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Presentations – 3 Tips & 4 Questions To Make Sure You Beat Your Competition

Submitted by on Tuesday, 28 April 2009

One of the biggest problems with presenting is that you don’t always know who is in the room. Invariably, one or two extra people show up. Sure, we have their business cards and know their titles, but we have no idea how their political capital is weighted in the room. Do they have history with other vendors? Do they represent an in-house solution? Are they seeking to make points by picking apart your presentation later? You have no way of knowing.


What makes it even scarier, is that you may not know the underlying choice criteria of the folks you know in the room:

  1. What criteria are they using to choose you over the competition?
  2. What will they be evaluating your presentation on – your knowledge, your solution, your professionalism, or how your material fits with their buying decision criteria?
  3. How will you know, as you prepare for your presentation, which points to stress, which to omit, which to have a group discussion around? And what is the difference between using the presentation as a solution pitch vs. using it as a way to show the prospect that you want to match your solution with their buying criteria?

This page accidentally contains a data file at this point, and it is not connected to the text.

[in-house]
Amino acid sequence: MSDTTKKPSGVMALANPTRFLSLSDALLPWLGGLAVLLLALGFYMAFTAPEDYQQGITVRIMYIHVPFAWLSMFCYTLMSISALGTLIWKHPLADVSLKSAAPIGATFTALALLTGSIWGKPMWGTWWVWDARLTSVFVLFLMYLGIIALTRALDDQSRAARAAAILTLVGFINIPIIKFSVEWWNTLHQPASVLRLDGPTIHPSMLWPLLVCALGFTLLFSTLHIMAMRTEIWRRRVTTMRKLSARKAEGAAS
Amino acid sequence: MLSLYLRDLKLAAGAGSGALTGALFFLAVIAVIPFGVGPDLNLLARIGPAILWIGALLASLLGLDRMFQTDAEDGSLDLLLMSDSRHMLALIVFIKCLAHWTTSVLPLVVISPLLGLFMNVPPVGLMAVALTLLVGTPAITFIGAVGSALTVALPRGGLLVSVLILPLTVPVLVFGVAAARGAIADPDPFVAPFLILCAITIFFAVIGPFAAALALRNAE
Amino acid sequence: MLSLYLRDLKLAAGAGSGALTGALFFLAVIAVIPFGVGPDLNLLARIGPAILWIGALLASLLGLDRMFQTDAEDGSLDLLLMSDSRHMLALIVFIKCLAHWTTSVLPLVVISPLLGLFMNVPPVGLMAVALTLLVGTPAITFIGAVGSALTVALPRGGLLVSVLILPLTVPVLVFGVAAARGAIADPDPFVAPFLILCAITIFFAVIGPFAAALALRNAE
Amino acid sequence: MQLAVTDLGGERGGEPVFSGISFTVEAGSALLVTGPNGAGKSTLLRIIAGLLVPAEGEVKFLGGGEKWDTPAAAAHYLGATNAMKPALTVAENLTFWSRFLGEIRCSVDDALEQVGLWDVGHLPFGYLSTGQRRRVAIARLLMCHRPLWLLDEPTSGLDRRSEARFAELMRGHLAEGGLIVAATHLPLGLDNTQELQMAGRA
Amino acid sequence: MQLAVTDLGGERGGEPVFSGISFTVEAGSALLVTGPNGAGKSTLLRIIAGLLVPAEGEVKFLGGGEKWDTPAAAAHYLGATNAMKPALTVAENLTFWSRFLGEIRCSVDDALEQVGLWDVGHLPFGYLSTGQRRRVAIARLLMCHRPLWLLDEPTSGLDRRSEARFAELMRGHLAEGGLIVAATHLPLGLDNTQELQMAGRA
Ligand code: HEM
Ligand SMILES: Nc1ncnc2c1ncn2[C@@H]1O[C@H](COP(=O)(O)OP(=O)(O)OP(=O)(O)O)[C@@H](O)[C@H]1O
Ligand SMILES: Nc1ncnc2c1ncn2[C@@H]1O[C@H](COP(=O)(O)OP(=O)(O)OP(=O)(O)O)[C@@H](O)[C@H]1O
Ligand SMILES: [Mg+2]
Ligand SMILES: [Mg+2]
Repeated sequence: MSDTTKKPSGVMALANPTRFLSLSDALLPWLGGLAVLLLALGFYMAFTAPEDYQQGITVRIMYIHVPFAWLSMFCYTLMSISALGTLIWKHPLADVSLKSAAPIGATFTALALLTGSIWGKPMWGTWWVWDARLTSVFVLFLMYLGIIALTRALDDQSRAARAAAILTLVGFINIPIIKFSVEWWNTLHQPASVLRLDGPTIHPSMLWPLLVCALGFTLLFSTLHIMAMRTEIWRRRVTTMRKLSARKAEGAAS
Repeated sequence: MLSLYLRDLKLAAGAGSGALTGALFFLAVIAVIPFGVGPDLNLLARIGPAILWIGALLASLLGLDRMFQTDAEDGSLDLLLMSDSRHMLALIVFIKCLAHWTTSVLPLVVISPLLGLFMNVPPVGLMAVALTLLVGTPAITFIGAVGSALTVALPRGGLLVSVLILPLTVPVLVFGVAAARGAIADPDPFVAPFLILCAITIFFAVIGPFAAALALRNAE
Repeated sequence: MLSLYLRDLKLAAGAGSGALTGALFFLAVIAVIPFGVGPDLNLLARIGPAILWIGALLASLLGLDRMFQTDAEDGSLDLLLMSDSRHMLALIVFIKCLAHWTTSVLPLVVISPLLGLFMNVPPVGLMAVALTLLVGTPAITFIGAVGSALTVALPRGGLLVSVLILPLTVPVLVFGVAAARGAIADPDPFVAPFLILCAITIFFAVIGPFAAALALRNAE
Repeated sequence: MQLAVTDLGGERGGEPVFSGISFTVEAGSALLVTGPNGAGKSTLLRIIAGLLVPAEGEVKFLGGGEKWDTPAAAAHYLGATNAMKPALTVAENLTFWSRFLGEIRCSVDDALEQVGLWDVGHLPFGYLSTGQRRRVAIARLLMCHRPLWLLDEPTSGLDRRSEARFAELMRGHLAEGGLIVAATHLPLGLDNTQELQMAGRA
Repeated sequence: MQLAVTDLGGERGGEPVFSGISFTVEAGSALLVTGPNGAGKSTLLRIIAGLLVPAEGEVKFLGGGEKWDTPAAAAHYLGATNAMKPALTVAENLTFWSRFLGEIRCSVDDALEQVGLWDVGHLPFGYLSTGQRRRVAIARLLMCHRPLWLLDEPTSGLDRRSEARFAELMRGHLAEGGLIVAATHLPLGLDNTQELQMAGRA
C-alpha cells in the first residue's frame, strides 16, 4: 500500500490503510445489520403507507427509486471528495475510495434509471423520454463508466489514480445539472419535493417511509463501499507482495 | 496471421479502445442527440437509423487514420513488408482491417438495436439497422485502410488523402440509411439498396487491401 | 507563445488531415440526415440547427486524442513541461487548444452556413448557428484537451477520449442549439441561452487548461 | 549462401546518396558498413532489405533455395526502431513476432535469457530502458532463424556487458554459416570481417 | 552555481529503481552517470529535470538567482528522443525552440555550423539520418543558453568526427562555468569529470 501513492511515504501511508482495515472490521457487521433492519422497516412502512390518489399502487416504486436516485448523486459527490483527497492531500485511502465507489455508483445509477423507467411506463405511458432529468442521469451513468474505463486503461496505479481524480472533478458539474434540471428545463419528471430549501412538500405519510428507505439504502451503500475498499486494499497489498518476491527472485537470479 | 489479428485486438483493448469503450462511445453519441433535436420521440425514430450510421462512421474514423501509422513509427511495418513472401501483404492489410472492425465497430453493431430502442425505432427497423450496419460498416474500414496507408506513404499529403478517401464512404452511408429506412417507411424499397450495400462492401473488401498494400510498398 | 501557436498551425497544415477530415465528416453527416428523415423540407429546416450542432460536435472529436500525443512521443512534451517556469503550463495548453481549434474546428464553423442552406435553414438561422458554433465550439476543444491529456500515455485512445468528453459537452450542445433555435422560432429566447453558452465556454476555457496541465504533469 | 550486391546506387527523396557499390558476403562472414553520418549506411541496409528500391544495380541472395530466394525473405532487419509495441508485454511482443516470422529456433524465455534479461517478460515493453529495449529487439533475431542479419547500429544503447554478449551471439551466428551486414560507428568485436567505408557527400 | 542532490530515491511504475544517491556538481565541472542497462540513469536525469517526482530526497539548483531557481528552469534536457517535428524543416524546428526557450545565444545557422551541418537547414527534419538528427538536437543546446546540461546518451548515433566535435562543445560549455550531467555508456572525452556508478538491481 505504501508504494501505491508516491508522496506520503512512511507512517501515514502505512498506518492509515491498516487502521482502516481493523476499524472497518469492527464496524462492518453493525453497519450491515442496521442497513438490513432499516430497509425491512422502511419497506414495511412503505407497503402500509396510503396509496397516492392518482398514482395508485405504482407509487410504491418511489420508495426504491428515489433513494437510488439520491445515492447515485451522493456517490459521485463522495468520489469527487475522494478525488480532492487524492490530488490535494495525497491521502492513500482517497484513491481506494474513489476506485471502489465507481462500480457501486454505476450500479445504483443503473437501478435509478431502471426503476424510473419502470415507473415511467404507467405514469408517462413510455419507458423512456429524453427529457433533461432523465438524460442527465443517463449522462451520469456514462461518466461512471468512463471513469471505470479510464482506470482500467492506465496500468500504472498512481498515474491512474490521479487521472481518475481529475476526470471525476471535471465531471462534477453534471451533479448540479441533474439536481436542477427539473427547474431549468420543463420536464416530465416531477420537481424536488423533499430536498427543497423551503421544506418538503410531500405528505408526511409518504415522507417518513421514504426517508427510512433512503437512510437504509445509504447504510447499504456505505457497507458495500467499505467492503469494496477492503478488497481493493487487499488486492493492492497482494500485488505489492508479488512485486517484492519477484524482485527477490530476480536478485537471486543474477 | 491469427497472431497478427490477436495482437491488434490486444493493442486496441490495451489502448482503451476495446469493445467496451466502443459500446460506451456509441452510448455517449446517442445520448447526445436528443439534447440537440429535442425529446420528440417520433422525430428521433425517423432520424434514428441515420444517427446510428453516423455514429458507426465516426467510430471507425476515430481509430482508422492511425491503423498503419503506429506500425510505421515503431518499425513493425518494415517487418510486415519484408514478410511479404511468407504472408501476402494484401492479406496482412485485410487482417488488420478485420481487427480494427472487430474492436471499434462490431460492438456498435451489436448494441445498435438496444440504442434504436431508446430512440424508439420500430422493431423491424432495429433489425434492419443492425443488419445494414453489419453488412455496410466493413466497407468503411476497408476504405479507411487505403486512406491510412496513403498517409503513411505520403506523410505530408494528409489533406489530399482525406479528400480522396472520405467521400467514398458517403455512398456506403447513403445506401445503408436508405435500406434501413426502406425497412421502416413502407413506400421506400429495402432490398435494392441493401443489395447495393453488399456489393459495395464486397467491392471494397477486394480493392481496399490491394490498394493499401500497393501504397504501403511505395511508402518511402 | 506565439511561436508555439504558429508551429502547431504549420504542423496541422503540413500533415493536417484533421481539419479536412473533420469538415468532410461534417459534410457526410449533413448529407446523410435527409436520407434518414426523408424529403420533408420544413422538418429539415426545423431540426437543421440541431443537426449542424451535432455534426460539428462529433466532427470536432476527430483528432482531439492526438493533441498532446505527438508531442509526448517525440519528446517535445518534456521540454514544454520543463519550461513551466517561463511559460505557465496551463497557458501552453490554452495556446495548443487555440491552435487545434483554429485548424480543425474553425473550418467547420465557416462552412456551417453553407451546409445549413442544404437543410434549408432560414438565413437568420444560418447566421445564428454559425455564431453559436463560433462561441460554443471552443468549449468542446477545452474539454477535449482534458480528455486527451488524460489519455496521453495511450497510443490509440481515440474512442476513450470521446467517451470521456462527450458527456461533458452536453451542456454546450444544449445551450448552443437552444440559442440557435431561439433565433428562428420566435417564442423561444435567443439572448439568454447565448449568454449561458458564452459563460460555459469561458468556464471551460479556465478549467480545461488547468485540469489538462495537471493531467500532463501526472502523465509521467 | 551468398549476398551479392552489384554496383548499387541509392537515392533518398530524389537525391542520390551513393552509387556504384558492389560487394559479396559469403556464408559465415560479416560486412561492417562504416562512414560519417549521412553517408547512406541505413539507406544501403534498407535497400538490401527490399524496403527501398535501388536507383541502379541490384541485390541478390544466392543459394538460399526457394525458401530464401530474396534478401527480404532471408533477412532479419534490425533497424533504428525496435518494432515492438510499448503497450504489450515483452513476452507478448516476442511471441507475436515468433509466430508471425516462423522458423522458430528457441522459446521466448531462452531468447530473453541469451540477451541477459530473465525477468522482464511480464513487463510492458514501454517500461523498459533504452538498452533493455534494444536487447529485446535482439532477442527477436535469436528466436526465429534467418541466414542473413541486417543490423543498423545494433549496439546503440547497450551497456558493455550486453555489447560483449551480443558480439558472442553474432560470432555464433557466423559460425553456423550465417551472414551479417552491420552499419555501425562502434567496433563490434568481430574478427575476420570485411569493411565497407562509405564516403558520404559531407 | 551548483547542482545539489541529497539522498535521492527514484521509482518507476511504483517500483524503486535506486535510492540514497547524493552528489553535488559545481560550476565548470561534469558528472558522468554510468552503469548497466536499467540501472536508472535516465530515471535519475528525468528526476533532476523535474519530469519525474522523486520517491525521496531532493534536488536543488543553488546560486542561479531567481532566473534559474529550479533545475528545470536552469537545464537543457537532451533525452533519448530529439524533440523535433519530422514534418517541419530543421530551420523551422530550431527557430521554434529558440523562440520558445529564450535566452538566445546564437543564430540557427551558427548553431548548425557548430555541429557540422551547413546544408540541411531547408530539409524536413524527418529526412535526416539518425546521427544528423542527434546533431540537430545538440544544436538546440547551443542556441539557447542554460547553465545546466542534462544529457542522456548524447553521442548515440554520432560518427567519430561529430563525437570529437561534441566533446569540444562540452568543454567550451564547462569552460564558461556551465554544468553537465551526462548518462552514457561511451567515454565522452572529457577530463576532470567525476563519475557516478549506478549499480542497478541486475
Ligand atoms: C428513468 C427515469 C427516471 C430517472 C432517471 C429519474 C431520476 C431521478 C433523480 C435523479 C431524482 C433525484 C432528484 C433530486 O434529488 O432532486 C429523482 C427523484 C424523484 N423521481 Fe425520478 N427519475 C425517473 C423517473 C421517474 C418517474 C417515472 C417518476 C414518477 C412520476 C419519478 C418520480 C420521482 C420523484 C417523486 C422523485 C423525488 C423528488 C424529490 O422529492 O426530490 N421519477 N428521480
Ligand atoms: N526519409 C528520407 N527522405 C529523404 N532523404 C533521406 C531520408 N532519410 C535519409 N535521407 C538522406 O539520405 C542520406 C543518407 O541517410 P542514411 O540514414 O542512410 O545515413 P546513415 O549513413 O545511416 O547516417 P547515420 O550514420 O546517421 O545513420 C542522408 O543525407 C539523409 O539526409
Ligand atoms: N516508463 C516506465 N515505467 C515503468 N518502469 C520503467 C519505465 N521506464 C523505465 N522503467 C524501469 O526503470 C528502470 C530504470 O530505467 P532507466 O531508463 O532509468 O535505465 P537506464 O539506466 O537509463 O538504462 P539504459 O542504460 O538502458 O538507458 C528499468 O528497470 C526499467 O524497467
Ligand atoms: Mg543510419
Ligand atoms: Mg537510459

4. How could you design material that will highlight a way to meld their need and your solution with other internal possibilities to ensure that your solution can meld with little disruption?

Here are a few recommendations I have to help you present in a way that manages a buying decision team’s Buying Decision Criteria.

  1. Before presenting anything, ask the folks in the room what they hope to take away from your time together. Wait for several responses and begin a dialogue with the room. Help the people get into agreement, so they all are viewing your presentation from the same viewpoint. That proves that you are a leader and care about them as a team, rather than having them care about your solution.
  2. Help them uncover their buying criteria, separate from their need. Make sure they all know that they are ready, willing, and able to use an outside vendor rather than a familiar one they’ve used before, or an internal solution.
  3. Create presentation material that will address how your solution will manage each element of their buying criteria. It must be based on their buying patterns, not your selling patterns. The next vendor will be as professional, caring, and smart as you. But if they are focusing on their solution details rather than the buyer’s criteria, they will lose to you. Being a good seller is not as important as being a good Buying Facilitator.

For more information on how to create the right audience, the right materials, and the right collaboration environment to help buyers choose you, contact Sharon Drew Morgen.